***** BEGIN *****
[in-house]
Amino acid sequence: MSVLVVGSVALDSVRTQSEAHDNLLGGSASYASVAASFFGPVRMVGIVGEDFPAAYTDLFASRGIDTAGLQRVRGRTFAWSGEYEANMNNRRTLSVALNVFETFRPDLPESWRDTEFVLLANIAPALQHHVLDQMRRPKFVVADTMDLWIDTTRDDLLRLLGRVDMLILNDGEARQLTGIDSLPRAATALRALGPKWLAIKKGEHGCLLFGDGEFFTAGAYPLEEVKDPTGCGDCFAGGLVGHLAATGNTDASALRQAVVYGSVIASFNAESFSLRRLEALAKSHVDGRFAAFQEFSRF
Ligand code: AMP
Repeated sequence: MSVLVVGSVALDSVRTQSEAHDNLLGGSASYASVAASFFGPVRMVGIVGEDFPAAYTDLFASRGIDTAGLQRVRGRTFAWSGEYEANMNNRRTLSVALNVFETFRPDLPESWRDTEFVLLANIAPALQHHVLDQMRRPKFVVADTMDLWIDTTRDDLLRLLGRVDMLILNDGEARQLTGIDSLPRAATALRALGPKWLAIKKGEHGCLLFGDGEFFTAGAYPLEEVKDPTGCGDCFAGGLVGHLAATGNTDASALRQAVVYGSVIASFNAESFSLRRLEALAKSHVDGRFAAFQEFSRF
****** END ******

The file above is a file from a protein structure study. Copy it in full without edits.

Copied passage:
[in-house]
Amino acid sequence: MSVLVVGSVALDSVRTQSEAHDNLLGGSASYASVAASFFGPVRMVGIVGEDFPAAYTDLFASRGIDTAGLQRVRGRTFAWSGEYEANMNNRRTLSVALNVFETFRPDLPESWRDTEFVLLANIAPALQHHVLDQMRRPKFVVADTMDLWIDTTRDDLLRLLGRVDMLILNDGEARQLTGIDSLPRAATALRALGPKWLAIKKGEHGCLLFGDGEFFTAGAYPLEEVKDPTGCGDCFAGGLVGHLAATGNTDASALRQAVVYGSVIASFNAESFSLRRLEALAKSHVDGRFAAFQEFSRF
Ligand code: AMP
Repeated sequence: MSVLVVGSVALDSVRTQSEAHDNLLGGSASYASVAASFFGPVRMVGIVGEDFPAAYTDLFASRGIDTAGLQRVRGRTFAWSGEYEANMNNRRTLSVALNVFETFRPDLPESWRDTEFVLLANIAPALQHHVLDQMRRPKFVVADTMDLWIDTTRDDLLRLLGRVDMLILNDGEARQLTGIDSLPRAATALRALGPKWLAIKKGEHGCLLFGDGEFFTAGAYPLEEVKDPTGCGDCFAGGLVGHLAATGNTDASALRQAVVYGSVIASFNAESFSLRRLEALAKSHVDGRFAAFQEFSRF